Decentralization of the Security Sector Management in the Mano River Union

Decentralization of the Security Sector Management in the Mano River Union

Partners for Democratic Change/ Partners Senegal

Rokhaya Ndoye Mbaye

1.    Introduction

After decades of armed conflict and oppression, Mano River Union countries today are faced with the urgent task of reforming their security sectors. The objective is to prevent a return to conflict that has characterized much of these countries’ existence since independence and to build the institutional architecture that will pave the road towards stability, and sustainable peace and development. The top-down nature of security sector reform initiatives has raised questions and criticisms regarding their exclusion of civilians and long-term sustainability. This critique can be dealt with in two broad ways. First, greater civilian engagement in the reform process, as well as in the new security structure, must be applied more concretely in practice. Second, security sector reform must reach beyond the capital and major cities, in order that the different regions distinct security challenges are equally met. The concept of decentralization is at the core of this second objective. This paper will define and explore the decentralization concept, and evaluate to what extent and how decentralization can be a guiding principle for security sector reform in the Mano River Union sub-region.

2.    Defining decentralization

Decentralization has become a buzzword in policy, although its actual meaning and implications remain largely undefined.[1] Dubois & Fattore state that “while frequently left undefined, decentralization has also been assigned many different meanings varying across countries, languages, general contexts, fields of research, and specific scholars and studies.” [2]

An understanding of centralization provides a good starting point for defining decentralization. Centralization refers to a political system where authority over planning and decision-making is concentrated in a central body. Within the context of a country, this center is located in the capital, which serves as the headquarters of the national government. In a centralized governance scheme, decision-making occurs at the top of the centralized political hierarchy and minimal or no decision-making authority is given to lower levels of government. Decentralization refers to a set of policies and political system where decision-making authority is delegated to different levels of government in different areas of the country (provincial, regional, community-level).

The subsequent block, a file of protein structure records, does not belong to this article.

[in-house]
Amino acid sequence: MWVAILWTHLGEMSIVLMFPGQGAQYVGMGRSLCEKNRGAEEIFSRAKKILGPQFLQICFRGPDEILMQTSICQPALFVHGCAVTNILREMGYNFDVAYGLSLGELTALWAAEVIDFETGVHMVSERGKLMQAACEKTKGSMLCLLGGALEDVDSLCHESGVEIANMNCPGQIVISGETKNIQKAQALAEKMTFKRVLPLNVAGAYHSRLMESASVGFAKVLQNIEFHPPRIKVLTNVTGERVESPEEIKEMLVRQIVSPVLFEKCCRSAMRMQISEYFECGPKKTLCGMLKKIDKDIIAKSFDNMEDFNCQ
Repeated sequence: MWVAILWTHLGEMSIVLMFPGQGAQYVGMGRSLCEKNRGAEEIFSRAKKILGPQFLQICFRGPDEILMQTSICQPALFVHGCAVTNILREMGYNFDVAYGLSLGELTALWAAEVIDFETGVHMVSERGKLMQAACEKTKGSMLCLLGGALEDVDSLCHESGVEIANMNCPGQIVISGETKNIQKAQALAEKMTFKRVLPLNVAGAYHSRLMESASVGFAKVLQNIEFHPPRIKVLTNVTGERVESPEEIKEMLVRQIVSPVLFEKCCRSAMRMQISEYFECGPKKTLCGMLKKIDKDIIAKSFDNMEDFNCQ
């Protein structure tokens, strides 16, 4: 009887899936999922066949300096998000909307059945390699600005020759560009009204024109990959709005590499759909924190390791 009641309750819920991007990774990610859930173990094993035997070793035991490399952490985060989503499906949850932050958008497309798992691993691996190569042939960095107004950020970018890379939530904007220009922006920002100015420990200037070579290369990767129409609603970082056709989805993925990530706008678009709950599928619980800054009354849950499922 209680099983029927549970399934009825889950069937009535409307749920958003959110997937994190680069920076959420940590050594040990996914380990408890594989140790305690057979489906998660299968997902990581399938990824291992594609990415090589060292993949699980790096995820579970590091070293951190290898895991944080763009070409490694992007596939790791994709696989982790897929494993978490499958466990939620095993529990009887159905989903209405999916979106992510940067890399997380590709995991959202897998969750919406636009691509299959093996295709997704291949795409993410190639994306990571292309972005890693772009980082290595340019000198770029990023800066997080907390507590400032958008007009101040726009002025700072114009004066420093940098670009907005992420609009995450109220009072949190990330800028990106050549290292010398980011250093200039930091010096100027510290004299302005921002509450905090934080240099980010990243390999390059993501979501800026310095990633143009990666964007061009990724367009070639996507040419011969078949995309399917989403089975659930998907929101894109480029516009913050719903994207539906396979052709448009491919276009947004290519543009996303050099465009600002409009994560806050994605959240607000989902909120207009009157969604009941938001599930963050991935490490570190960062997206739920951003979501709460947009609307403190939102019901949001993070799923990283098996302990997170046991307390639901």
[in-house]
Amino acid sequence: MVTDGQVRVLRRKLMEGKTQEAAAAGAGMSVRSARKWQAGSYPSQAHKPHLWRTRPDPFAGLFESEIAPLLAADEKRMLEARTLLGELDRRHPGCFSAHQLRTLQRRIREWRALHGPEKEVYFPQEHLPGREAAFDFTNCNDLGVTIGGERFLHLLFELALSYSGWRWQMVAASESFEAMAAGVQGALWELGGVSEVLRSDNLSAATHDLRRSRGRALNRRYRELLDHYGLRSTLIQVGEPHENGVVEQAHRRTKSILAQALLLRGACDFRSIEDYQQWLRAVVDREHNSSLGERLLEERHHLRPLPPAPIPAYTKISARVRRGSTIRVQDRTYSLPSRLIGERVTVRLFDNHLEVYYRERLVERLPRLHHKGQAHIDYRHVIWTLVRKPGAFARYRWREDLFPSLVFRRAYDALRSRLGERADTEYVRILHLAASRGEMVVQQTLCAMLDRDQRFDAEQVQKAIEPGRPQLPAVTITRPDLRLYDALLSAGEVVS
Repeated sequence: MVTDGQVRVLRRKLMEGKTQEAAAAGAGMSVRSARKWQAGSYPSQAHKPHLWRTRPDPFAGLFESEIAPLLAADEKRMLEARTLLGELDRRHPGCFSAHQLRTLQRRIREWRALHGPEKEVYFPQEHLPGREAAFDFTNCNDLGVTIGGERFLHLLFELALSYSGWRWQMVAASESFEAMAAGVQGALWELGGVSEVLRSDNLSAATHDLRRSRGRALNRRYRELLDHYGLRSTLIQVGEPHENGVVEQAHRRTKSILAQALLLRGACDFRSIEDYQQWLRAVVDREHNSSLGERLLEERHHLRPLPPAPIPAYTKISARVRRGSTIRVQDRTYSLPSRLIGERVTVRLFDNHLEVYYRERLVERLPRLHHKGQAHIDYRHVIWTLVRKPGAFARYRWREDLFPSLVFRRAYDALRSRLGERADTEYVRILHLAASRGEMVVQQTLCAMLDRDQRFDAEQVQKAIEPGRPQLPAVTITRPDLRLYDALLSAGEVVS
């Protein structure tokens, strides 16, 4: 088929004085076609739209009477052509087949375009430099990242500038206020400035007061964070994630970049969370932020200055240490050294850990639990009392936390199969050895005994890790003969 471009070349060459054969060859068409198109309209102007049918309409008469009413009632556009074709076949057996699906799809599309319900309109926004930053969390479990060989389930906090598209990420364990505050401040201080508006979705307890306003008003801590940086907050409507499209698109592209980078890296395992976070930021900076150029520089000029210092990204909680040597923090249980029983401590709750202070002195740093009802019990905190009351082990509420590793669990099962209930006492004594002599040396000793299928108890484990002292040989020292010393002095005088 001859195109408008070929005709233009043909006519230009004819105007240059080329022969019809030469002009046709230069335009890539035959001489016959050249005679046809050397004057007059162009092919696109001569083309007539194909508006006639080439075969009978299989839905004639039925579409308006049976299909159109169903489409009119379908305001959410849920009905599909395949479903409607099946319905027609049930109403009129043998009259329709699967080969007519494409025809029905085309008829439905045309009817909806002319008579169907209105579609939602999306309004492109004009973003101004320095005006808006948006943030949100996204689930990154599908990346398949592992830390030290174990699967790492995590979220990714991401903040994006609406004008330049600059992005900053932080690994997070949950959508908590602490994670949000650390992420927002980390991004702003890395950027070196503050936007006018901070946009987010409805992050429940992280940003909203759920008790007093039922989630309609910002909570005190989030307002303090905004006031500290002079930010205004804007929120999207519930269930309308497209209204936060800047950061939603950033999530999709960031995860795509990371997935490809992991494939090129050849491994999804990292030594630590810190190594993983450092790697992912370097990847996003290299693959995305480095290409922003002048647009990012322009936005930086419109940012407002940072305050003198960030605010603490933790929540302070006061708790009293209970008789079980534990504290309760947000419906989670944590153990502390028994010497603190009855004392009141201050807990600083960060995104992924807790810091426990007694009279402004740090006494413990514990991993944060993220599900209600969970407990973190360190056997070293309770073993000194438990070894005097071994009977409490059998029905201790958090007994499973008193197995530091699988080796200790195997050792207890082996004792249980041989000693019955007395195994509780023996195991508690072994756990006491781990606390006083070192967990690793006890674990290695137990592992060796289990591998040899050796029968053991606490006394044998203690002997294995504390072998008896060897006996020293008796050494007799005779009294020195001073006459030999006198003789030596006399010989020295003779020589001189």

There are several dimensions to decision-making authority that are considered in terms of devolution of power. These are the political, administrative, economic, fiscal, and environmental dimensions of decentralization[3]. The political dimension consists of two main ideas: 1) that is the sub-national entity will be elected, rather than chosen by the central government[4], and 2) higher-level decision making authority should undergo a legal and formal transfer of power to autonomous sub-regional bodies.[5] The administrative dimension is closely related to and often equivocated with political decentralization. Generally, it refers to the redistribution of authority, responsibility and financial resources in the context of public services delivery. Economic decentralization relates to local economic decisions like effective management of natural resources, delivery of adaptable and efficient services, engagement in new economic opportunities, and in resolving local conflicting commercial interests. Fiscal decentralization relates to locally controlled management of revenues and expenditures. For instance, localities will collect taxes in order to pay for local schools and health clinics, rather than relying on central government funds. Thus, fiscal decentralization also has a political dimension as it also entails assigning responsibilities, giving citizens or their elected representatives more decision-making authority, establishing sub-national political entities capable to hold decision-making responsibilities, strengthening parliaments, and encouraging effective public interest groups and pluralistic political parties. [6]

3.    Decentralization in West Africa

In a case of a reform process in the region, we generally observe three main forms of decentralization: deconcentration, delegation and devolution.[7]

  • Deconcentration is the most moderate of decentralization. It concerns the redistribution of some decision-making power and responsibility to lower levels within a government agency or ministry.
  • Delegation is the shift of decision-making and public policy management responsibility from the central government body to semi-autonomous organs.
  • Devolution or administrative decentralization is a quasi-complete transfer of responsibilities to local governments. Responsibilities include the capacity and autonomy to elect local government, establish decision-making boards, collect revenue through taxation, and decide how to expend resources.